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The Long Dream

4.16  ·  Rating details ·  173 Ratings  ·  10 Reviews
In the powerful tradition of Native Son, Richard Wright's last novel is a stirring story of racial prejudice in the South. "No honest reader can remain wholly unmoved."--Time
Paperback, 411 pages
Published May 20th 1987 by Harper Perennial (first published January 1st 1958)
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Jianna Yes he did, along with Native Son and Rite of Passage.
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Richard Wright returns to fiction after his string of non-fiction books about the Black experience in Africa. He also returns to America.

Fishbelly's story opens when he is five years old with the incident that gave him his nickname. The chapter is written from the viewpoint of a boy that age and at first I thought Wright had lost his fiction chops and gone simple minded. As I read on, I saw the power of his writing. Fishbelly grows chapter by chapter to young manhood, but the reader always sees
I had the pleasure of reading this book when I was sixteen years old. In my opinion this book explores the psychology of the black masculine it struggles to survive from the cradle to the grave without destroying his image or without destroying any human being that they might encounter during that voyage....
Rachel Feldman
Richard Wright has powerful prose. This coming of age novel is set in late 30s/early 40's Mississippi. In Jim Crow south, a black boy's life could be happy, but it could also be unfair, and dangerous. This novel makes sure we know this, and very well.
Nov 19, 2009 rated it it was amazing  ·  review of another edition
Jan 23, 2012 rated it really liked it  ·  review of another edition
Shelves: race
As philosophically probing as many an intellectual non-fictional text on race, this really tries to uncover the lived experience of Mississippi racism in the Jim Crow era, the contortions that human beings are capable of to survive in such toxicity, and how that was experienced by different generations. I confess it starts out a bit like a psychological profile told in short vignettes, but once the story kicks in it really kicks in...I wish it had started much closer to that point, because the c ...more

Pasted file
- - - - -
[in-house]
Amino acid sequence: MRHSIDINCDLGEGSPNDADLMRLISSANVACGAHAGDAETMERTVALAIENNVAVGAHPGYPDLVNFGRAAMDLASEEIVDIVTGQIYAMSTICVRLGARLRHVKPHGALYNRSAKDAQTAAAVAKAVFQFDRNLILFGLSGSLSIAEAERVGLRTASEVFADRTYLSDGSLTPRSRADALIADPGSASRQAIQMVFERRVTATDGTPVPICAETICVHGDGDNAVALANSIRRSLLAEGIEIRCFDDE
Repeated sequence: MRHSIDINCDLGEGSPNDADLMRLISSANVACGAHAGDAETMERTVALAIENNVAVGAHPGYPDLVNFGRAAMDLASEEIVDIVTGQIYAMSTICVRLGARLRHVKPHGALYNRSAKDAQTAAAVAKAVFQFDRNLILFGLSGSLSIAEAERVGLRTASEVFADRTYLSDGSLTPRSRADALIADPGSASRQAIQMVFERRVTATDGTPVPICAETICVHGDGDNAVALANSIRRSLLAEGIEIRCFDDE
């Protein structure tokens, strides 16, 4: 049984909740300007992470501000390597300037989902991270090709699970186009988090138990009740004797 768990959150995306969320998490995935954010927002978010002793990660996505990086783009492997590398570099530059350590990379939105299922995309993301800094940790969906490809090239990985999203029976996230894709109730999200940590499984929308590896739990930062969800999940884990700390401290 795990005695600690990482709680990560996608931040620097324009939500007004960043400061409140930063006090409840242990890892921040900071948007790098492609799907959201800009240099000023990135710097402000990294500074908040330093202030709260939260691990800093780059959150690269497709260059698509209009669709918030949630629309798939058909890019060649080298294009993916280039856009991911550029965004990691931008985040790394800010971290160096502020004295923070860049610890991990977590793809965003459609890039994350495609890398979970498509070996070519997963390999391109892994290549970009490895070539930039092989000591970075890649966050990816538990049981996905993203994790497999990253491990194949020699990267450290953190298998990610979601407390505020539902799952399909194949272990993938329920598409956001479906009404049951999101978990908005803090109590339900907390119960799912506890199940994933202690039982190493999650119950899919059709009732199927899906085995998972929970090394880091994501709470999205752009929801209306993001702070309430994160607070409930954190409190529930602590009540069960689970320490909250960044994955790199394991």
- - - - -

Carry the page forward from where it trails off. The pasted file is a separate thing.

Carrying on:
As a 50 yr old Nordic-American woman from Wisconsin, it was about time I'd read Richard Wright. The experience hit home for me why U.S. teachers assign novels written from very different perspectives. This book came out the year I was born and describes a world familiar to probably a million Americans, but which had been completely hidden from people like me. Reading Richard Wright gave me the sensation of discovering a parallel reality, one I'm now continually jarred into thinking about wheneve ...more
Komi Amegblenke
Jul 31, 2015 rated it really liked it  ·  review of another edition
This book shows you that despite all the trouble that may be going on in your life there is always hope ahead. Don't let systems put into place by men control your destiny in life. Life is tough, but if you persevere you can do something new, oh and don't let someone push you. Fishbelly was an interesting character.
Jim Jones
Unrelentingly depressing, but given recent incidents in the US, not a lot has changed for young blacks.
Jul 18, 2008 rated it it was ok  ·  review of another edition
In the scope of Wright books this one is miss-able, but still well crafted, just seems like it was done better with later works.
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Richard Nathaniel Wright was an African-American author of powerful, sometimes controversial novels, short stories and non-fiction. Much of his literature concerned racial themes. His work helped redefine discussions of race relations in America in the mid-20th century.

Librarian Note: There is more than one author in the GoodReads database with this name. See this thread for more information.
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